‘I just kept praying’: Yorktowne Drive resident details experience stuck inside her home during Hurricane Ida

Published 11:36 pm Sunday, September 5, 2021

LAPLACE — LaPlace resident Hattie Alexander recalls praying to God while sitting on her bed when Hurricane Ida ravaged the area on Aug. 29 — reminding her of an eerily similar experience nine years ago with Hurricane Isaac.

But unlike Isaac, the destruction left behind by Hurricane Ida is much more severe. Before taking refuge on her bed, she recalls walking through the garage and hearing a popping sound that quickly became a loud “boom” from her ceiling caving in. Outside, the wind was so strong “it was like people were holding a conversation” as the water steadily poured in, she said.

“I was feeling helpless. I felt like I’m gone. This is the end of the world,” Alexander said. “I just kept praying ‘God, protect me.’”

A week later, the ceiling in her living room continues to cave in. Littered debris prevents her from reaching her refrigerator. A few feet away outside lies pieces of what was once a shed. Her brand new sofa can’t be salvaged. Her fence was damaged from a fallen utility pole, and the roof over her patio and kitchen is damaged.

Alexander, 73, said she dialed 9-11 during the storm, pleading for a rescue. That didn’t arrive until the following morning when county officials brought her to the Johnson Law Enforcement Training Center on Cambridge Drive. When she finally left her home after the storm, the water inside her home came up to her knees.

Alexander is currently staying with family on Cambridge Drive, who are also working to pick up the pieces left behind by Hurricane Ida. Her car flooded, leaving her with no transportation to obtain supplies like water and tarps for herself. Given the current lack of electricity, spotty cell phone reception and number of locals who are also contacting insurance companies, Alexander said she is afraid an adjuster can’t assess the damage for another few days. She was informed her claim would take up to 48 hours to process and an additional one or two days before someone can inspect the home. She anticipates at least another day of waiting given the holiday weekend.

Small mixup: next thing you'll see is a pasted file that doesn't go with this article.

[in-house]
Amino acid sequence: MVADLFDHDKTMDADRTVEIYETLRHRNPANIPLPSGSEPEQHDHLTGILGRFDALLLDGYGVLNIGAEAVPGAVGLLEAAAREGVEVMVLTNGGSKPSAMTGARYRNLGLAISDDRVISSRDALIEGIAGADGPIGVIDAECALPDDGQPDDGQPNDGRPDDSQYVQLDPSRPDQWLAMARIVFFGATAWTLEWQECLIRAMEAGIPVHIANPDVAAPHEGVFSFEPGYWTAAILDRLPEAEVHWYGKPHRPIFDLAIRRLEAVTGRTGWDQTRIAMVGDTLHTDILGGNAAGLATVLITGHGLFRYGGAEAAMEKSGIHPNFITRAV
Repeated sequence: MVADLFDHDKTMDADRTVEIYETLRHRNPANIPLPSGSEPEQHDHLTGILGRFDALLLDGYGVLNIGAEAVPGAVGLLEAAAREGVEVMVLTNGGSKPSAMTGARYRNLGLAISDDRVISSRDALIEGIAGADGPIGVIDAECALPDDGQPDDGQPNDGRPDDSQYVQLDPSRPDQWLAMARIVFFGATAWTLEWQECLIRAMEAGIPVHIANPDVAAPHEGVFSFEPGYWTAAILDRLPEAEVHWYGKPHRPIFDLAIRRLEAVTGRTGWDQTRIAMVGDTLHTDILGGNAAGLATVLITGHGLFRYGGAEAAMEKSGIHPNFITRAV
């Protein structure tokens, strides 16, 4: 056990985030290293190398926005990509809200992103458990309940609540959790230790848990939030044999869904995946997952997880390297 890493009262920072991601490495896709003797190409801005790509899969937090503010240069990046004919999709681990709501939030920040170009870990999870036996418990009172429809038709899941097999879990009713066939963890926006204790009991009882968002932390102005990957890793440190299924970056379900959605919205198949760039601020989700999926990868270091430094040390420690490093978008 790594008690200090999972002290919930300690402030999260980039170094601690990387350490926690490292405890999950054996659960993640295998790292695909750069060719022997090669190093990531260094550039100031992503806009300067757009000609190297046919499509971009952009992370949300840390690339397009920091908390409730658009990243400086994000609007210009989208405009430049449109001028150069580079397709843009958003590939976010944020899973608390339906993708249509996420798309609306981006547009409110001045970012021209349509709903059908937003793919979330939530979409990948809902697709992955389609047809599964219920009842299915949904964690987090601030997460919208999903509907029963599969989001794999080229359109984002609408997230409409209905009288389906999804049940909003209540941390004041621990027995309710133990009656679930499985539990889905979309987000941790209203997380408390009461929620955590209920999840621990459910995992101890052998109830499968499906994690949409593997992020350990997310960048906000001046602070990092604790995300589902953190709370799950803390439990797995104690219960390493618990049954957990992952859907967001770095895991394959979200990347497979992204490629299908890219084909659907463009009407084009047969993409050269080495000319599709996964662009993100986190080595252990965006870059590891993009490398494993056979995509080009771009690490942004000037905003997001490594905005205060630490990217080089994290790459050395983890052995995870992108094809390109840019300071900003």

Even though she’s ready to hire help to gut her home, she has to stay put with her family so she doesn’t miss a call from her insurance company. Despite living in her home on the 3000 block of Yorktowne Drive for 31 years, where she raised two generations of children, she said her best option may be to sell it. As a collector, she wants to focus on her knick-knacks.

“When they come, the way I’m thinking, I’m going to fix it up and sell it because I can’t go through with this anymore,” she said.

Prior to Hurricane Isaac, Alexander collected dolls and said locals gifted her with more following the storm. Before Hurricane Ida hit, she collected shot glasses. Now, they’re all gone.

“You have to be a child of God and have to have faith to deal with this,” Alexander said. “Because if you don’t, it’ll mess your mind up … But it’s material things. I’m alive.”

About Natalie Anderson

Natalie Anderson covers the city of Salisbury, politics and more for the Salisbury Post. She joined the staff in January 2020 after graduating from Louisiana State University, where she was editor of The Reveille newspaper. Email her at natalie.anderson@salisburypost.com or call her at 704-797-4246.

email author More by Natalie